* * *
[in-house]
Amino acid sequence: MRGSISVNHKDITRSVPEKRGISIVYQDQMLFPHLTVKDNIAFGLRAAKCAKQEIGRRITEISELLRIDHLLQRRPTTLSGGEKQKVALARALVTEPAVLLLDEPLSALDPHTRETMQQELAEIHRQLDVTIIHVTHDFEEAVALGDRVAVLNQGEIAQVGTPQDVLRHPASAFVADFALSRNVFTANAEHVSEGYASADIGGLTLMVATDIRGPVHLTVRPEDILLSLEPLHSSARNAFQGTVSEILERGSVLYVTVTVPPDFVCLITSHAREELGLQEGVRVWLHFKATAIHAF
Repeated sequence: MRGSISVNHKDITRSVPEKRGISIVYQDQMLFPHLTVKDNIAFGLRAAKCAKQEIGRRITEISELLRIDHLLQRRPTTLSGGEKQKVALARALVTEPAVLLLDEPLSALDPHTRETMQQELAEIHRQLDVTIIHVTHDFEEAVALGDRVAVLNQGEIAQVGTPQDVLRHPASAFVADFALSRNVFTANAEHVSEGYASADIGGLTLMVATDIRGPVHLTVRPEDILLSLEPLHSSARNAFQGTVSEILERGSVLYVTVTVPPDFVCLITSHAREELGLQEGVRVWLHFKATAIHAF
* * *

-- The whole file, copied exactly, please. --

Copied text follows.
[in-house]
Amino acid sequence: MRGSISVNHKDITRSVPEKRGISIVYQDQMLFPHLTVKDNIAFGLRAAKCAKQEIGRRITEISELLRIDHLLQRRPTTLSGGEKQKVALARALVTEPAVLLLDEPLSALDPHTRETMQQELAEIHRQLDVTIIHVTHDFEEAVALGDRVAVLNQGEIAQVGTPQDVLRHPASAFVADFALSRNVFTANAEHVSEGYASADIGGLTLMVATDIRGPVHLTVRPEDILLSLEPLHSSARNAFQGTVSEILERGSVLYVTVTVPPDFVCLITSHAREELGLQEGVRVWLHFKATAIHAF
Repeated sequence: MRGSISVNHKDITRSVPEKRGISIVYQDQMLFPHLTVKDNIAFGLRAAKCAKQEIGRRITEISELLRIDHLLQRRPTTLSGGEKQKVALARALVTEPAVLLLDEPLSALDPHTRETMQQELAEIHRQLDVTIIHVTHDFEEAVALGDRVAVLNQGEIAQVGTPQDVLRHPASAFVADFALSRNVFTANAEHVSEGYASADIGGLTLMVATDIRGPVHLTVRPEDILLSLEPLHSSARNAFQGTVSEILERGSVLYVTVTVPPDFVCLITSHAREELGLQEGVRVWLHFKATAIHAF